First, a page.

Lynn October 11, 2012 at 01:02 AM
My house is on Old Rockford Rd frontage road. There is no doubt that both foot and road traffic will increase significantly on the frontage road. I am opposed to any big box,store moving with 3 blocks of my house. We chose a small intimate neighborhood for a reason and our immediate neighborhood has only 9 houses. I will not feel safe for many reasons if a big box store comes into the neighborhood. I do not believe our,house values would increase due to a significant increase in traffic and noise. And few Walmart employees could actually afford the houses in our small area.
Brad October 11, 2012 at 08:57 AM
I have lived in the area for almost 30 years. I too remember when the Four Seasons mall was full of tenants, but even then it was a hassle to get in and out of the oddly shaped parking lot onto the curvy Nathan Lane. I would love a Walmart in this area. Walmart should look at the old KMart site in New Hope just down Rockford Road. Plenty of room there for a big retail operation.
Dawayne Novak October 11, 2012 at 11:50 AM
We have lived here for 35 years. Yes, the mall was busy, and no, the traffic was never a problem , even when the mall was full. I worked at Ericksons Super Valu and New Market. Customers at the mall were local, it had business' that catered to the surrounding neighborhoods and it did not attract people from all over the west metro and Minneapolis, like Ridgedale and Maple Grove do. You walked into the stores and people knew you and greeted you! The thing that bothers me most about a Walmart at this location is , simply put, the riff raff that Walmarts attract and the additional police action in the area.. And also the tremedous increase in traffic into the neighborhood. According to plans and proposals I have seen at City Hall, Lancaster Lane will not be altered and entrances into the area will remain at the two that already exist. How is that going to work for a Walmart super store? the mall went under because the owners kept raising the rents to a point that it was no longer feasable for these stores to operate there. I like the concept of senior housing coupled with a few shops like a coffee shop and a barber and a beauty salon and perhaps a few other stores that would benifit from that idea. It is one of the proposals or ideas out there. Walmart can successfully be kept out of here if the city puts its mind to it, however, I am quite sure that Walmart will bully them and threaten lawsuits, like they have done in the past, if the city does not rezone the property..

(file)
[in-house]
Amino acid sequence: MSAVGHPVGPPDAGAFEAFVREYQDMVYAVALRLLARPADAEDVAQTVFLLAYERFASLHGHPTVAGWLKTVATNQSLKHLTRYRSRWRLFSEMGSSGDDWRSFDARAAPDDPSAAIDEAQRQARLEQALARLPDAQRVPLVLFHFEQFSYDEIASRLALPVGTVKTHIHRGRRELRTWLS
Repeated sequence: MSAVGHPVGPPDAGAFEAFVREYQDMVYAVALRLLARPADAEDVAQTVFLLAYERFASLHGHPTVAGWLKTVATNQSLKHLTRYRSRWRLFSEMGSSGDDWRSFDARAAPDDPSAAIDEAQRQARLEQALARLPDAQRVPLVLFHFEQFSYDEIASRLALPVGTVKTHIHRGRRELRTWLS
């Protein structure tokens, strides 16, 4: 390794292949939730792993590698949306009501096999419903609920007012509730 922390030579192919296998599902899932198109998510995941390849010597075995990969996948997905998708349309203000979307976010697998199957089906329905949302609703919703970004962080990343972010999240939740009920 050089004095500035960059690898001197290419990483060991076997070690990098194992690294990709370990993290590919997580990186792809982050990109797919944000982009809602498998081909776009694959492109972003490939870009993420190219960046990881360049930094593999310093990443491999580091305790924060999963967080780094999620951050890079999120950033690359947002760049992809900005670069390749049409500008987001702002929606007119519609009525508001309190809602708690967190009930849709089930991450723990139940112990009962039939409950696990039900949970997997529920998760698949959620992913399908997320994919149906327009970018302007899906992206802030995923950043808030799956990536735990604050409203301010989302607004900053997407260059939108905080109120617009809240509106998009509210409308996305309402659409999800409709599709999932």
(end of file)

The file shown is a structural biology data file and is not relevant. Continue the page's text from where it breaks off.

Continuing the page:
Glass Half Full October 11, 2012 at 05:43 PM
@MaryJoe Anderson: I leave nearby and would hope that my patronage of Walmart would NOT make me an "undesirable customer" nor neighbor in the community. Change is good. If our community doesn't grow and adapt, it will die (Kmart, Four Seasons), etc. I have two young boys growing up in Dist. 281 and I wouldn't mind them finding a job at a future Walmart (although 2030 is a bit far off in the City's playbook). I would welcome Walmart to the neighborhood.
Glass Half Full October 11, 2012 at 06:03 PM
@Dawayne and others who think this will type of addition will ONLY bring in the riff-raff... perhaps if the LOCALS get behind Walmart, support it and SHOP local again, even if it IS a big chain store, will see that a Walmart, near a VERY busy 169, will bring value and dollars back where it is so badly needed (in a failing small business economy). Again, I am stressing that those of us who already have to drive to Walmart (and yes, shop there regularly) - would WELCOME the addition and do not classify ourselves by {namecalling} riff-raff, low life. The one in MG has proven that wrong, as has the addition of the very nice White Castle (also argued for the same bias brought up here).